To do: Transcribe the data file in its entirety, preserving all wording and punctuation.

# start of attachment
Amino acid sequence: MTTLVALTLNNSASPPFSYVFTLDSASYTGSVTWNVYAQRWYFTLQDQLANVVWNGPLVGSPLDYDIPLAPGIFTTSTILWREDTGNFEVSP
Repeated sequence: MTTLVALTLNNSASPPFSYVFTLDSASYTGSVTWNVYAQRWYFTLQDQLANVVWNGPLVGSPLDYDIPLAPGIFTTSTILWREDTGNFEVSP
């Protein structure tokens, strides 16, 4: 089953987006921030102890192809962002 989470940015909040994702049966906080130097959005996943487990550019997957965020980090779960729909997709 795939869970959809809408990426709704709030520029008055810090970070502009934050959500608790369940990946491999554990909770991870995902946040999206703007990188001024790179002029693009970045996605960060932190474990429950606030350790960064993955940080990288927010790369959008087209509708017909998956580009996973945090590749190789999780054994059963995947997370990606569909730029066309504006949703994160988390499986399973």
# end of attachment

Amino acid sequence: MTTLVALTLNNSASPPFSYVFTLDSASYTGSVTWNVYAQRWYFTLQDQLANVVWNGPLVGSPLDYDIPLAPGIFTTSTILWREDTGNFEVSP
Repeated sequence: MTTLVALTLNNSASPPFSYVFTLDSASYTGSVTWNVYAQRWYFTLQDQLANVVWNGPLVGSPLDYDIPLAPGIFTTSTILWREDTGNFEVSP
């Protein structure tokens, strides 16, 4: 089953987006921030102890192809962002 989470940015909040994702049966906080130097959005996943487990550019997957965020980090779960729909997709 795939869970959809809408990426709704709030520029008055810090970070502009934050959500608790369940990946491999554990909770991870995902946040999206703007990188001024790179002029693009970045996605960060932190474990429950606030350790960064993955940080990288927010790369959008087209509708017909998956580009996973945090590749190789999780054994059963995947997370990606569909730029066309504006949703994160988390499986399973």